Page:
Stories

No Mountain Too High

Carmen Miranda had barely traveled further than areas of the Bronx. But in January of 2014 she boarded an airplane for the first time in her life, bound for Nairobi, Kenya. Carmen was asked to participate in the 9th Annual Mount Kilimanjaro Climb, founded by a non-government organization based in Nairobi. Though excited she says she did not fully grasp the magnitude of what she was about to undertake.

As a child and young teen Carmen was faced with a number of challenges in her life. Like many other children, without help and support, these challenges are just too much for a child to overcome. Providing a safe, stable and caring environment is a stepping stone for the overall well-being of a child and can provide hope and present a world of possibilities as that child grows. With the guidance and support from all those working with her at CMCS, and through her own perseverance, Carmen worked to overcome the obstacles in her path. Carmen stayed in school and channeled her talents. Through a summer employment assignment she began working with Creative Arts Workshops, an organization that helps youngsters ages 4-24 through the use of visual, performing, and technology arts.  Those at the workshop took notice of Carmen’s talents, her persistence and her ability to lead and ultimately nominated her to participate in the Mount Kilimanjaro Climb.

Fully on board and with a team of people behind her, we helped Carmen navigate the path; filing the necessary paperwork, securing a passport, arranging for travel visas and even taking training hikes to prepare for the climb.

So in January, after a 24 hour trip with multiples stops along the way, Carmen arrived in Nairobi. In Kenya she joined 25 others from organizations based in the US, Kenya, South Africa and Tanzania. 

Before moving on to Kilimanjaro to start their climb they spent the first days touring the poorest areas of Nairobi and saw how their local communities too were working to help their youth in need. This was an area that Carmen was familiar with and as a group they began to see what they all had in common, the desire to reach out and help others.

With their touring complete they moved on to the challenge ahead; the climb of Mount Kilimanjaro. The ascent to the peak was a 5 day climb, with stops along the way for sleep and the need to allow for their bodies to adjust to the altitude. Much of their hiking was done in the early morning hours as the weather was more dependable at that time of day. This was quite a different experience for a young woman from the Bronx.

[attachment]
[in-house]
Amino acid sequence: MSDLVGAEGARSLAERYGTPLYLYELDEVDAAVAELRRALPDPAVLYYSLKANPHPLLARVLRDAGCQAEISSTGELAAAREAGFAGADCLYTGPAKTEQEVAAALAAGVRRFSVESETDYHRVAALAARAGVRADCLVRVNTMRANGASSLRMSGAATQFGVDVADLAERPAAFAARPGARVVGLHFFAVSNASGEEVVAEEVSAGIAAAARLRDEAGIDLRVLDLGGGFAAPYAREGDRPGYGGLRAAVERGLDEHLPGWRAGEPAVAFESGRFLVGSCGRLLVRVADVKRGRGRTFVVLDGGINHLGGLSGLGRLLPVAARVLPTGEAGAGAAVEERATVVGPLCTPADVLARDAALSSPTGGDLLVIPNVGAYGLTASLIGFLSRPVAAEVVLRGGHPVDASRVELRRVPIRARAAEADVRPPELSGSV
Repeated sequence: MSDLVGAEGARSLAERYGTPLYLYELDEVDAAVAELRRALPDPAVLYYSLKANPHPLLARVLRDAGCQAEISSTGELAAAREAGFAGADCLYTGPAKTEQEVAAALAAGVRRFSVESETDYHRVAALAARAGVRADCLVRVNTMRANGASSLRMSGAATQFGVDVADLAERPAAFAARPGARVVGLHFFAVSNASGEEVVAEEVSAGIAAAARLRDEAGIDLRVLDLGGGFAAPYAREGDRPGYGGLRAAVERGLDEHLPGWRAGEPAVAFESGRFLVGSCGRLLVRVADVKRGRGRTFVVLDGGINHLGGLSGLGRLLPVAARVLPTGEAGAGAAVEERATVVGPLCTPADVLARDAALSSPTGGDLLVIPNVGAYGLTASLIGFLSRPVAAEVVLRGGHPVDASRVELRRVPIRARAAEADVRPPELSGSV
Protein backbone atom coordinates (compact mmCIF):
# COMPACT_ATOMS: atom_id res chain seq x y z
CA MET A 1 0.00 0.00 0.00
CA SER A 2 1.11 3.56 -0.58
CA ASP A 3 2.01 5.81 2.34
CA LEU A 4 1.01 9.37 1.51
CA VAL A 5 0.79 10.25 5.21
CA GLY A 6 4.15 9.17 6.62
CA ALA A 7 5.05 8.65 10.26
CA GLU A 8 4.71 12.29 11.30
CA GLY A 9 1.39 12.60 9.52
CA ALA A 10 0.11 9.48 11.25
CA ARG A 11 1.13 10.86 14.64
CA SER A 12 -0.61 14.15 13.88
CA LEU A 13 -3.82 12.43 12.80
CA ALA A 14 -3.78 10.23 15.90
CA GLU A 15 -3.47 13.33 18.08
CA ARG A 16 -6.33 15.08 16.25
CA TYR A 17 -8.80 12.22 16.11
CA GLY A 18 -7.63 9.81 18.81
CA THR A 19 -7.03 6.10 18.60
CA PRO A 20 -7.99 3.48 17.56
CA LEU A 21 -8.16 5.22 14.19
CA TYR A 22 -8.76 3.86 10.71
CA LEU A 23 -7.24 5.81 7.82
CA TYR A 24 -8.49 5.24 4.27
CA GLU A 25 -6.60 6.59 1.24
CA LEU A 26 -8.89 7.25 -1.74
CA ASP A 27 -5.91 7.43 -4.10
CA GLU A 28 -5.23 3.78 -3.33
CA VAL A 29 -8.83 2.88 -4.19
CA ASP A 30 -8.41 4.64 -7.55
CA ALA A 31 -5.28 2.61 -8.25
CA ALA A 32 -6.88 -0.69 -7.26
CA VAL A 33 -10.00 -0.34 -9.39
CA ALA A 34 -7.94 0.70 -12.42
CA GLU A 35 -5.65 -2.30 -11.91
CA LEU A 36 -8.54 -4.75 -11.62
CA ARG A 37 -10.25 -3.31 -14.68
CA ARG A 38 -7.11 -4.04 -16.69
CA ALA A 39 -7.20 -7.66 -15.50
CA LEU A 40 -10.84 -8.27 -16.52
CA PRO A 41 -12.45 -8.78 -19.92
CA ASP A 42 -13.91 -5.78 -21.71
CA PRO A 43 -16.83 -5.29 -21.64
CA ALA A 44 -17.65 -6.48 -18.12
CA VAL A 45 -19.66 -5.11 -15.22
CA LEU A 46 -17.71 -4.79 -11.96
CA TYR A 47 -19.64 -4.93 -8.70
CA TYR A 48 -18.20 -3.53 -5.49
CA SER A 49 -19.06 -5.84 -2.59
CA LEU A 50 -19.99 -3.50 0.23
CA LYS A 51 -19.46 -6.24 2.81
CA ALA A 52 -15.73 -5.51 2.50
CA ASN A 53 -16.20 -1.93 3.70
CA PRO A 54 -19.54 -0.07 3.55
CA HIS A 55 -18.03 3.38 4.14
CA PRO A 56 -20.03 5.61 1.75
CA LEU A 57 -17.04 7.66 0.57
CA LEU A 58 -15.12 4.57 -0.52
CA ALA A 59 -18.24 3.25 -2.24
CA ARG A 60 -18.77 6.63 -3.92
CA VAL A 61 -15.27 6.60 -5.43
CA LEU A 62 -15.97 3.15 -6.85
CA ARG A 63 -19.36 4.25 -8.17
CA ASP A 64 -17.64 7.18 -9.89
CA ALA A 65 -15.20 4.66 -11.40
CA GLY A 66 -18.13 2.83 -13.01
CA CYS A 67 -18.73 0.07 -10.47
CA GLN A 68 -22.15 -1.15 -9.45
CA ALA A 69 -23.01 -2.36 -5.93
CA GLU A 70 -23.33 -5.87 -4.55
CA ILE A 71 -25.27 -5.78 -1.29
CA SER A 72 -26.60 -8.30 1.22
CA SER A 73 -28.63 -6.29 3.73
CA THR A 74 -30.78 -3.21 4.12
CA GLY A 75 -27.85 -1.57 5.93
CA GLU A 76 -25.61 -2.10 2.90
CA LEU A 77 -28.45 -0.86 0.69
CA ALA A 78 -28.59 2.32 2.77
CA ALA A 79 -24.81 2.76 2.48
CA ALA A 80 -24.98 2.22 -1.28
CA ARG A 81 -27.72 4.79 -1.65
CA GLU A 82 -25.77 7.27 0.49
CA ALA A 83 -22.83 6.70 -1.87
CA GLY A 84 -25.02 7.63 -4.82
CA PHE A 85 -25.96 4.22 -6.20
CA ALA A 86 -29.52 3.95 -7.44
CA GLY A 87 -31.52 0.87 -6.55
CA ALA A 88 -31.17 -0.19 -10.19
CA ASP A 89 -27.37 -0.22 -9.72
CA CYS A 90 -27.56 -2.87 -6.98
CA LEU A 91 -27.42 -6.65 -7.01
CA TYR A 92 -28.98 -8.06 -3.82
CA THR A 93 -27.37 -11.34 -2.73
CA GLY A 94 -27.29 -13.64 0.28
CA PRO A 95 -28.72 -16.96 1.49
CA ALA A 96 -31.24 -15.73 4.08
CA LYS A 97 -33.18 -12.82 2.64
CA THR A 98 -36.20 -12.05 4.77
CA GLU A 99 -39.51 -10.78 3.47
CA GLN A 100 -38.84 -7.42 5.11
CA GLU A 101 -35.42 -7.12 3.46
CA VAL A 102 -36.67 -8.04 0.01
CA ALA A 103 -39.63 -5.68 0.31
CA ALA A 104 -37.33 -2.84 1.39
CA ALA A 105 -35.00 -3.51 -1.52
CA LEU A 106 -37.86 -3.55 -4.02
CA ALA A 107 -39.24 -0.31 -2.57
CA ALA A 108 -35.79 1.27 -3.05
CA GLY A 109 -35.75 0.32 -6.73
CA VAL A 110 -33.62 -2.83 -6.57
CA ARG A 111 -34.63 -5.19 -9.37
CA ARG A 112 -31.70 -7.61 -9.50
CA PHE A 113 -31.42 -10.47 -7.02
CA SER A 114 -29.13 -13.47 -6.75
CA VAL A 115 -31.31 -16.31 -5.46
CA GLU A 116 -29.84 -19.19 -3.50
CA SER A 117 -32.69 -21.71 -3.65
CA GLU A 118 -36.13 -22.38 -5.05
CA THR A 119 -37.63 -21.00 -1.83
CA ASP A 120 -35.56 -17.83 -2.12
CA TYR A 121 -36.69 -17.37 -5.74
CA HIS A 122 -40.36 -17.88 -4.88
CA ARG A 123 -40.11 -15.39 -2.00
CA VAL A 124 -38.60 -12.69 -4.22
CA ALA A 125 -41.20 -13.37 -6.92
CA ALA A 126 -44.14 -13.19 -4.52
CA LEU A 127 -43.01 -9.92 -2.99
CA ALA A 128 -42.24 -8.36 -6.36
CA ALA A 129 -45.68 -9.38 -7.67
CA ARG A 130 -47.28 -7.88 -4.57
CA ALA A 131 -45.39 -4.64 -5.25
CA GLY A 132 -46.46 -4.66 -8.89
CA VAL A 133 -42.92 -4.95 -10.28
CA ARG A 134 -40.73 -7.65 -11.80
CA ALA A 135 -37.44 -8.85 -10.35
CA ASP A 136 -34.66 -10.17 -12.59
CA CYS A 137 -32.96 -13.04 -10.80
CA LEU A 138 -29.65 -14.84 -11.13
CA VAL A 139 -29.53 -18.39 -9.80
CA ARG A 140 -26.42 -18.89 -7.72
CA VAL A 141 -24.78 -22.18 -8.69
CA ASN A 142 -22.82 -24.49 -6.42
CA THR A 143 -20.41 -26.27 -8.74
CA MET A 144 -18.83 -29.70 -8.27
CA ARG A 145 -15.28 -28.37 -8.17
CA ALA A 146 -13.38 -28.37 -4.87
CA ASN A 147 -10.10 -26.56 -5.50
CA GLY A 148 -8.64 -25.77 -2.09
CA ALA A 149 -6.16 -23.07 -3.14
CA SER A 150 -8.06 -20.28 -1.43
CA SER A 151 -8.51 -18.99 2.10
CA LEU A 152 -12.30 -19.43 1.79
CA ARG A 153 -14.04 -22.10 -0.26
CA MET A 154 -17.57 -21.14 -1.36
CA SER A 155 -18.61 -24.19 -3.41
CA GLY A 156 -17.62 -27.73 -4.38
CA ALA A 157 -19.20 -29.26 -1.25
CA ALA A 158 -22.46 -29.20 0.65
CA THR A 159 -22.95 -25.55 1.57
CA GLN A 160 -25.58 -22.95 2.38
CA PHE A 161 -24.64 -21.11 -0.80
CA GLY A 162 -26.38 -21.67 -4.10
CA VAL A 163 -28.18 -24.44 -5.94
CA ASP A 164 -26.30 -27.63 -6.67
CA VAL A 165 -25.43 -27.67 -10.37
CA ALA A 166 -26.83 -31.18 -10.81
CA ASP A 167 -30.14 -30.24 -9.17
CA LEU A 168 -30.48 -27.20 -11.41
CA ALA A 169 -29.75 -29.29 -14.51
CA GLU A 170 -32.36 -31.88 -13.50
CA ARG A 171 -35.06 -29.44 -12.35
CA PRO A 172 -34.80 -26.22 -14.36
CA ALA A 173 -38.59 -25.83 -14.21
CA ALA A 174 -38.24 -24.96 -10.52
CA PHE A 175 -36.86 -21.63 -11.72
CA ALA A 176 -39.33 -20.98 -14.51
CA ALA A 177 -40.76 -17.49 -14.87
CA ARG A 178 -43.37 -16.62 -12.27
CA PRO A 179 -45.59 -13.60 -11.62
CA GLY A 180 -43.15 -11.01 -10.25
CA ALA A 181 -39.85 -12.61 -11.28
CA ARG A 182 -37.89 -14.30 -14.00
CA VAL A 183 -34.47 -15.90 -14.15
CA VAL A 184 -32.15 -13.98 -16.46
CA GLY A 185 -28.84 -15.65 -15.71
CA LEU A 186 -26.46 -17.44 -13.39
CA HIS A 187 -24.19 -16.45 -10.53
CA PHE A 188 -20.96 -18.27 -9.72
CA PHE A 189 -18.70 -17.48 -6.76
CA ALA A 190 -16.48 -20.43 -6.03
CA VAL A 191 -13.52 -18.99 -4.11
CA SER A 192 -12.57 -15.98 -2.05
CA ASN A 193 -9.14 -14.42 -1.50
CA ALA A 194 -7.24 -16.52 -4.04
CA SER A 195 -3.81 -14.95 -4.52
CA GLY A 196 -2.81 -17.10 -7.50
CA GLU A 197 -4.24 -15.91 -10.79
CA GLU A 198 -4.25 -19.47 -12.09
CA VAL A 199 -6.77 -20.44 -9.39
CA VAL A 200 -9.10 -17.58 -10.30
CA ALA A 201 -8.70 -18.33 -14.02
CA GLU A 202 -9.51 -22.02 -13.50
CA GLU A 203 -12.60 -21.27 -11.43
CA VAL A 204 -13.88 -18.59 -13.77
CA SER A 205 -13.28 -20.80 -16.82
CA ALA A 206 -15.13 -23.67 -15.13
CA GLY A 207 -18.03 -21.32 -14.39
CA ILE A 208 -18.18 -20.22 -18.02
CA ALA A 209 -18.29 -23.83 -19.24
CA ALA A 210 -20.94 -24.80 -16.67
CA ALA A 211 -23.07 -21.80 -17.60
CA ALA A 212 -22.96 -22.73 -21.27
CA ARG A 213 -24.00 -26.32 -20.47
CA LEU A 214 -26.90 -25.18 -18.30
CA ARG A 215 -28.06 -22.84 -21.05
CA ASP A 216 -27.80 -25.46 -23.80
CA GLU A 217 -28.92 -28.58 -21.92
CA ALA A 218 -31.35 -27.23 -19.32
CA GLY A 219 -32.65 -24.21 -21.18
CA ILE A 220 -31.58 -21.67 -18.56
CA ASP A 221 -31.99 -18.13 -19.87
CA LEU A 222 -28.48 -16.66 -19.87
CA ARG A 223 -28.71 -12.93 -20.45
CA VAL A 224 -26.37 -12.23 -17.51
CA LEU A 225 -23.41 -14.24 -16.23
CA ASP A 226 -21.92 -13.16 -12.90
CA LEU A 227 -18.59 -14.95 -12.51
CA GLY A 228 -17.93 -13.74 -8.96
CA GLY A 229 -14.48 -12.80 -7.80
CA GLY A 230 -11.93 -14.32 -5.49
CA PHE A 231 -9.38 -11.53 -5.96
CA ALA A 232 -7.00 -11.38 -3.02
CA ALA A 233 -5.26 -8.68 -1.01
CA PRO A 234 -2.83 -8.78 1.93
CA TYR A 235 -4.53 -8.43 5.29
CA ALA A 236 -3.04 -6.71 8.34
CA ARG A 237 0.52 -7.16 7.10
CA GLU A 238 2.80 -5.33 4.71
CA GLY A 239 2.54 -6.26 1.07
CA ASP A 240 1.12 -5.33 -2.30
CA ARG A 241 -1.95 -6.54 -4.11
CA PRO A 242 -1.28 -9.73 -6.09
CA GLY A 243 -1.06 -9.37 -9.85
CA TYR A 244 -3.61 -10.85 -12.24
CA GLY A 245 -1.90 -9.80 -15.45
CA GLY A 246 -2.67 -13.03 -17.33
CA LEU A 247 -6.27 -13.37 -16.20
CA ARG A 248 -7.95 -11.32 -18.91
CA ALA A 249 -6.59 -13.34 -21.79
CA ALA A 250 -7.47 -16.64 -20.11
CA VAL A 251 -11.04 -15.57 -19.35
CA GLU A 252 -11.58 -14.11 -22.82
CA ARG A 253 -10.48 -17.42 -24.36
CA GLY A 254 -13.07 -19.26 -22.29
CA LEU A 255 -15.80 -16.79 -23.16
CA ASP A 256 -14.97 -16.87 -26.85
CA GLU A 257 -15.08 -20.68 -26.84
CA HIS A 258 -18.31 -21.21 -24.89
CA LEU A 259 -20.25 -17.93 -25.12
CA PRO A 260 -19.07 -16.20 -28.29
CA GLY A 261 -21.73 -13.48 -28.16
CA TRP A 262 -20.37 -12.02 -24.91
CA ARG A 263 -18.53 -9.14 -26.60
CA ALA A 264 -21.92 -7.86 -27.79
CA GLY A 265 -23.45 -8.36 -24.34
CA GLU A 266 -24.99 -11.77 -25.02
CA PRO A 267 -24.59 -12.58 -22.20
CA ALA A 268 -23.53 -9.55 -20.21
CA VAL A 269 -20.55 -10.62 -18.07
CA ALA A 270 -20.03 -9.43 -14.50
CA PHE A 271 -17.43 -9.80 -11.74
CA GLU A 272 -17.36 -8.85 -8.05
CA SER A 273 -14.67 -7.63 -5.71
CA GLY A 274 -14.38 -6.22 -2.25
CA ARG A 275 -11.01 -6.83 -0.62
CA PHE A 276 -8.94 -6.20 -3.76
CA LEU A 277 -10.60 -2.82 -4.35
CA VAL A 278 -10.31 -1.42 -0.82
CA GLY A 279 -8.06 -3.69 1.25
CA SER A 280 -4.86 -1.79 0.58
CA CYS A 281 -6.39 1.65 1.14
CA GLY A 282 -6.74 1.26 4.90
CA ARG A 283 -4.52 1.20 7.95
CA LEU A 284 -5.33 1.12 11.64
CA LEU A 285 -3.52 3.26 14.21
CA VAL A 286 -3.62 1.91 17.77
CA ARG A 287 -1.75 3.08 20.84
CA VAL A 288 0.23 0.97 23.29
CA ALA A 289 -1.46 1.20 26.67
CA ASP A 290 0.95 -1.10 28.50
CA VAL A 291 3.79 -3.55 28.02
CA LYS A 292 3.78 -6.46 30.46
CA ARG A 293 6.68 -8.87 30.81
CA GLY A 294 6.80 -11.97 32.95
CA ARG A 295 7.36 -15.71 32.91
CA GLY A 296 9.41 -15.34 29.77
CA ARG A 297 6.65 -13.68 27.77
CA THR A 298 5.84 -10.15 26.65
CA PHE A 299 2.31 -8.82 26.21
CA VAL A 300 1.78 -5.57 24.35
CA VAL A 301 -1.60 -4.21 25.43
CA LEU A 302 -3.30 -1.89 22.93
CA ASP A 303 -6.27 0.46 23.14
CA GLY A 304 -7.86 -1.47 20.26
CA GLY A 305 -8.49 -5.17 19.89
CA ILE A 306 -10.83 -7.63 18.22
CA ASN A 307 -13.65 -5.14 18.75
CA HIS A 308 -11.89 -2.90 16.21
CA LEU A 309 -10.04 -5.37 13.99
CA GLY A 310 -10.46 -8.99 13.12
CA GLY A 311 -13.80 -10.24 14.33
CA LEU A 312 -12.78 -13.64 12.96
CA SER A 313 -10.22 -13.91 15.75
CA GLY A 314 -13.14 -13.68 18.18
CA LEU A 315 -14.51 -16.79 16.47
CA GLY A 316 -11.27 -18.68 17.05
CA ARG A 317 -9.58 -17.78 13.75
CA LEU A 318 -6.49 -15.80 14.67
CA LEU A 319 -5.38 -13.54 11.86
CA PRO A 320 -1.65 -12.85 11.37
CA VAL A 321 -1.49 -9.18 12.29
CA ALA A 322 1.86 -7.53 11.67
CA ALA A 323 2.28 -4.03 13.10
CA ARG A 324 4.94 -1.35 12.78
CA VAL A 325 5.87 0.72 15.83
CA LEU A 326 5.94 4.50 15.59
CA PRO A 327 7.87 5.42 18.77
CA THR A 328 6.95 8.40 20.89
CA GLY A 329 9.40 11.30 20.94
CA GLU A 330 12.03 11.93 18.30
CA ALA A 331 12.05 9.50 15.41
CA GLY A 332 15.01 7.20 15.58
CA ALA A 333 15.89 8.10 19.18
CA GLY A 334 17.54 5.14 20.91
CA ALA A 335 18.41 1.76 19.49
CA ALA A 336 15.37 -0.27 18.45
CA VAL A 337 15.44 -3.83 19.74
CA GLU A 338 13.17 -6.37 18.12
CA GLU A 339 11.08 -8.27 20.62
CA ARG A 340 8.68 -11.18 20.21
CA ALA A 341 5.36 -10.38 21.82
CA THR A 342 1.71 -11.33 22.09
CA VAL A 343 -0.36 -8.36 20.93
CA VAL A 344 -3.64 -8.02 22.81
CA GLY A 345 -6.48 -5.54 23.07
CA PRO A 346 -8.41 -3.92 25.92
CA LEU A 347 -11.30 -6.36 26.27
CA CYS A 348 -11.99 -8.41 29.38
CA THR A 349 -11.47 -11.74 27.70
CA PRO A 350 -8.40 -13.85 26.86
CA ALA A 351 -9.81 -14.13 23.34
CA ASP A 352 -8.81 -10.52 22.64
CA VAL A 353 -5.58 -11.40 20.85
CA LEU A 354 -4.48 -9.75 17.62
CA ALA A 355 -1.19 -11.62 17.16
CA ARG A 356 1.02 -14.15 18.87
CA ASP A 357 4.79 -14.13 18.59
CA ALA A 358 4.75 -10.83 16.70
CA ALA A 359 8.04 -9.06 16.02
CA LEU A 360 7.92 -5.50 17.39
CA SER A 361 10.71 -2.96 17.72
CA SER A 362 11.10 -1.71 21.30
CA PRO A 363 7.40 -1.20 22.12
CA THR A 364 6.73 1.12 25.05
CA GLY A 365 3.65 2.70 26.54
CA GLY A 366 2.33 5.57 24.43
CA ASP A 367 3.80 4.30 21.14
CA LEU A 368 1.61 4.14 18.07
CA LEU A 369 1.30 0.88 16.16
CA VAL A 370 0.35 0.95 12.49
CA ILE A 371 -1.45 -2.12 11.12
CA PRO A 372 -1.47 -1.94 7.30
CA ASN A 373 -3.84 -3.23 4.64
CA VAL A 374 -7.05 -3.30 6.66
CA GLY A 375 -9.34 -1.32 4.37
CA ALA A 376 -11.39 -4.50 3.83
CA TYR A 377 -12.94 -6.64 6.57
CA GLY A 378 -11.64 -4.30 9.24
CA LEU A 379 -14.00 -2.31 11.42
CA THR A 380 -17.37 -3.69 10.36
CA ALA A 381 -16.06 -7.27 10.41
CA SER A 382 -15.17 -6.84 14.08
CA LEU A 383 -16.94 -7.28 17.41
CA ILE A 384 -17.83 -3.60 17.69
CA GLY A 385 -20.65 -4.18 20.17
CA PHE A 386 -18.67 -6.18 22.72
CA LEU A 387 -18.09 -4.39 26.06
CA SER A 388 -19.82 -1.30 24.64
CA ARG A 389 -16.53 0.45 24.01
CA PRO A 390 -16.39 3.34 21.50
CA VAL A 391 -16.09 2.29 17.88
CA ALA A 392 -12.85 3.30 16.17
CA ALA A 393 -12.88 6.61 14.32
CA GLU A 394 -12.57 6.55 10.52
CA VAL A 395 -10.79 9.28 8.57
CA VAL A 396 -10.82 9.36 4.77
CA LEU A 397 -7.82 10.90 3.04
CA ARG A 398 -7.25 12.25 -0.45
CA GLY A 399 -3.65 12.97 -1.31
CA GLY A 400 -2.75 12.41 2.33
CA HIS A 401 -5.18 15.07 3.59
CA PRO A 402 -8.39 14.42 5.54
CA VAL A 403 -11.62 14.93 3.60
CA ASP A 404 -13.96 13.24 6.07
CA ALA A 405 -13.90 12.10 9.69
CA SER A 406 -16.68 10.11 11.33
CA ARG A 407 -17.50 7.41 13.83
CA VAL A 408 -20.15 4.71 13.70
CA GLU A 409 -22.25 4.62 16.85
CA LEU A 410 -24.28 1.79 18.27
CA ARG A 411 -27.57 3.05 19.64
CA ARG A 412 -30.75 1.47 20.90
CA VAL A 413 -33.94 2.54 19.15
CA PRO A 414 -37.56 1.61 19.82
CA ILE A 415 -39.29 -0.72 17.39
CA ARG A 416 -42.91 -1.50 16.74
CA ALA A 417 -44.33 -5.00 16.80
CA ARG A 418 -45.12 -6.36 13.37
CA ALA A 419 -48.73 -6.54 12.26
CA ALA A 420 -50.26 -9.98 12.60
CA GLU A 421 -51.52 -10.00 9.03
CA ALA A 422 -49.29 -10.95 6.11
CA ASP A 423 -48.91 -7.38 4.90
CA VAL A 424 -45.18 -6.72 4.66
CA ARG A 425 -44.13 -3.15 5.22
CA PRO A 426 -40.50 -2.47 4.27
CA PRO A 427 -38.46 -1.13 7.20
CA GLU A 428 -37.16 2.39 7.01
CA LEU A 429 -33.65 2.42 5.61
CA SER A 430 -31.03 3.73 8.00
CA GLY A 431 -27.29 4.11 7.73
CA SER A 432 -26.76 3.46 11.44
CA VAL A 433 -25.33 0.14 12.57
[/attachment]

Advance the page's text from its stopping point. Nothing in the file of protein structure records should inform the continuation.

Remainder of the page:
Carmen explained how difficult it was and how she thought about stopping at different times during the climb. She said she thought about the tragedies and trauma in her life and how she wanted more for herself. This is where she found her strength to push on. She told herself to focus on the positive. She remembers telling herself; “My feet are pointing in the direction of the mountain and that is the direction I am going to climb.”  On Day 5 as they reached the last area to rest, the group sat. But Carmen did not want to stop, she knew she was close to the summit and she wanted to get to the top.  She asked her guide if they could continue, which they did, and they reached the mountain peak just as the sun was rising. Carmen described this moment as simply amazing.  She spoke about the strength of the reflection of light off of the glacier as the sun came up and the beautiful images that mother nature carved for her to see. She talked about how emotional a moment it was and how those last steps that took her to the top were personal and all her own.

It was a moment and an achievement she will never forget.

Carmen is now back at home in the Bronx. She is in her second year of college at BMCC where she is studying Human Services.  When classes allow she is still a part of the PYA Program at CMCS. She explained the challenges that awaited when she came home to face the work she had to catch up on as a result of being away. She draws on the lessons that helped her get to the peak; stay positive and focus on what she needs to do in order for her to achieve her goals.

In looking back on her experience and the tours she took in those the poor neighborhoods in Nairobi she spoke about the power of having second chances in life and the things that you can accomplish when someone reaches out to give you that second chance. Reflecting on her trip she said “You don’t realize how good it feels to accomplish something until you put the hard work into getting it done.”

Congratulations to Carmen!

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